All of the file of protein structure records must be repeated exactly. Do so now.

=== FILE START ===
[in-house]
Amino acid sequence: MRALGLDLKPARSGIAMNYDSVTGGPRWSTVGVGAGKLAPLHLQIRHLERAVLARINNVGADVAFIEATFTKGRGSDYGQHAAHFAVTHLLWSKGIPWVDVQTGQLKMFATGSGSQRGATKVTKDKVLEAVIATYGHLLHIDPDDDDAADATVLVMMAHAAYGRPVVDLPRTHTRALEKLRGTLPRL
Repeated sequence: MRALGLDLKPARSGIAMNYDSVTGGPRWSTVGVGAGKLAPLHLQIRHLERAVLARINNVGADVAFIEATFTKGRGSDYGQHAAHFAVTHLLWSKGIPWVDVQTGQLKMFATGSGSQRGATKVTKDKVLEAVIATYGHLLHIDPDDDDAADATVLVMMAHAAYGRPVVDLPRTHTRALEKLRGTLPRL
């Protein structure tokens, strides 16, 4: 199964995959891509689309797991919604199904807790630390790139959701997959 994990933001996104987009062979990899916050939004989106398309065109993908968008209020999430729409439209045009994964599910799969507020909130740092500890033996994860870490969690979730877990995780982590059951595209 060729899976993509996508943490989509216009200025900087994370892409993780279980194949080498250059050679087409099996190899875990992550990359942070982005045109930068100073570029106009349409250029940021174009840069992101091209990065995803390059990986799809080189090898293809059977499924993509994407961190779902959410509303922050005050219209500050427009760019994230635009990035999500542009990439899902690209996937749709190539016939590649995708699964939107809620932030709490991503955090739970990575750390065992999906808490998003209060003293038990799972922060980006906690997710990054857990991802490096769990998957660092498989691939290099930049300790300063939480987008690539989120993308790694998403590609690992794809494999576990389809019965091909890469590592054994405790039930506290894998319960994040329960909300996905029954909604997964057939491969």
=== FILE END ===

[in-house]
Amino acid sequence: MRALGLDLKPARSGIAMNYDSVTGGPRWSTVGVGAGKLAPLHLQIRHLERAVLARINNVGADVAFIEATFTKGRGSDYGQHAAHFAVTHLLWSKGIPWVDVQTGQLKMFATGSGSQRGATKVTKDKVLEAVIATYGHLLHIDPDDDDAADATVLVMMAHAAYGRPVVDLPRTHTRALEKLRGTLPRL
Repeated sequence: MRALGLDLKPARSGIAMNYDSVTGGPRWSTVGVGAGKLAPLHLQIRHLERAVLARINNVGADVAFIEATFTKGRGSDYGQHAAHFAVTHLLWSKGIPWVDVQTGQLKMFATGSGSQRGATKVTKDKVLEAVIATYGHLLHIDPDDDDAADATVLVMMAHAAYGRPVVDLPRTHTRALEKLRGTLPRL
């Protein structure tokens, strides 16, 4: 199964995959891509689309797991919604199904807790630390790139959701997959 994990933001996104987009062979990899916050939004989106398309065109993908968008209020999430729409439209045009994964599910799969507020909130740092500890033996994860870490969690979730877990995780982590059951595209 060729899976993509996508943490989509216009200025900087994370892409993780279980194949080498250059050679087409099996190899875990992550990359942070982005045109930068100073570029106009349409250029940021174009840069992101091209990065995803390059990986799809080189090898293809059977499924993509994407961190779902959410509303922050005050219209500050427009760019994230635009990035999500542009990439899902690209996937749709190539016939590649995708699964939107809620932030709490991503955090739970990575750390065992999906808490998003209060003293038990799972922060980006906690997710990054857990991802490096769990998957660092498989691939290099930049300790300063939480987008690539989120993308790694998403590609690992794809494999576990389809019965091909890469590592054994405790039930506290894998319960994040329960909300996905029954909604997964057939491969």